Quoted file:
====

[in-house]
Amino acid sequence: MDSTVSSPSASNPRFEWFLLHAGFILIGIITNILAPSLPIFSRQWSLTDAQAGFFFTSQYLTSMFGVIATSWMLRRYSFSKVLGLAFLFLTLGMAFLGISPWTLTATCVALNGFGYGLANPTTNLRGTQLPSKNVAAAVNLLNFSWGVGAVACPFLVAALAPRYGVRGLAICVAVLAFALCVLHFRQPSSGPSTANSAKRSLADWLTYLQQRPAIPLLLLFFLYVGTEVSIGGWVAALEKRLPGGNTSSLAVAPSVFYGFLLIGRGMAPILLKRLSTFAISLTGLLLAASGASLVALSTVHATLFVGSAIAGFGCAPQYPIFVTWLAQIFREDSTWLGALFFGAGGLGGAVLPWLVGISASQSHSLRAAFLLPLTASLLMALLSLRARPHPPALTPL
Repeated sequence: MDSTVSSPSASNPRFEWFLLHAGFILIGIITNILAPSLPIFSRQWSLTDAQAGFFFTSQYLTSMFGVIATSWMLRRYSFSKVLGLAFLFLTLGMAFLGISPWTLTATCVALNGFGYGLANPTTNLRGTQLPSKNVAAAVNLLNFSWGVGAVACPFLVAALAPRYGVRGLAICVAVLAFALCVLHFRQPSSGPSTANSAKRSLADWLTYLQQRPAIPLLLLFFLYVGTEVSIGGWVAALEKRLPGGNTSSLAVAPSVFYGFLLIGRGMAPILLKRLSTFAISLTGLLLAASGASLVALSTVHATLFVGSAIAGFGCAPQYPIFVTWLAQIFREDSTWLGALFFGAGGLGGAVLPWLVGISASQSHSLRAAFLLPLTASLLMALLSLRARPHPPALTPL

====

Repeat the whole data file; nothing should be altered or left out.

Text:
[in-house]
Amino acid sequence: MDSTVSSPSASNPRFEWFLLHAGFILIGIITNILAPSLPIFSRQWSLTDAQAGFFFTSQYLTSMFGVIATSWMLRRYSFSKVLGLAFLFLTLGMAFLGISPWTLTATCVALNGFGYGLANPTTNLRGTQLPSKNVAAAVNLLNFSWGVGAVACPFLVAALAPRYGVRGLAICVAVLAFALCVLHFRQPSSGPSTANSAKRSLADWLTYLQQRPAIPLLLLFFLYVGTEVSIGGWVAALEKRLPGGNTSSLAVAPSVFYGFLLIGRGMAPILLKRLSTFAISLTGLLLAASGASLVALSTVHATLFVGSAIAGFGCAPQYPIFVTWLAQIFREDSTWLGALFFGAGGLGGAVLPWLVGISASQSHSLRAAFLLPLTASLLMALLSLRARPHPPALTPL
Repeated sequence: MDSTVSSPSASNPRFEWFLLHAGFILIGIITNILAPSLPIFSRQWSLTDAQAGFFFTSQYLTSMFGVIATSWMLRRYSFSKVLGLAFLFLTLGMAFLGISPWTLTATCVALNGFGYGLANPTTNLRGTQLPSKNVAAAVNLLNFSWGVGAVACPFLVAALAPRYGVRGLAICVAVLAFALCVLHFRQPSSGPSTANSAKRSLADWLTYLQQRPAIPLLLLFFLYVGTEVSIGGWVAALEKRLPGGNTSSLAVAPSVFYGFLLIGRGMAPILLKRLSTFAISLTGLLLAASGASLVALSTVHATLFVGSAIAGFGCAPQYPIFVTWLAQIFREDSTWLGALFFGAGGLGGAVLPWLVGISASQSHSLRAAFLLPLTASLLMALLSLRARPHPPALTPL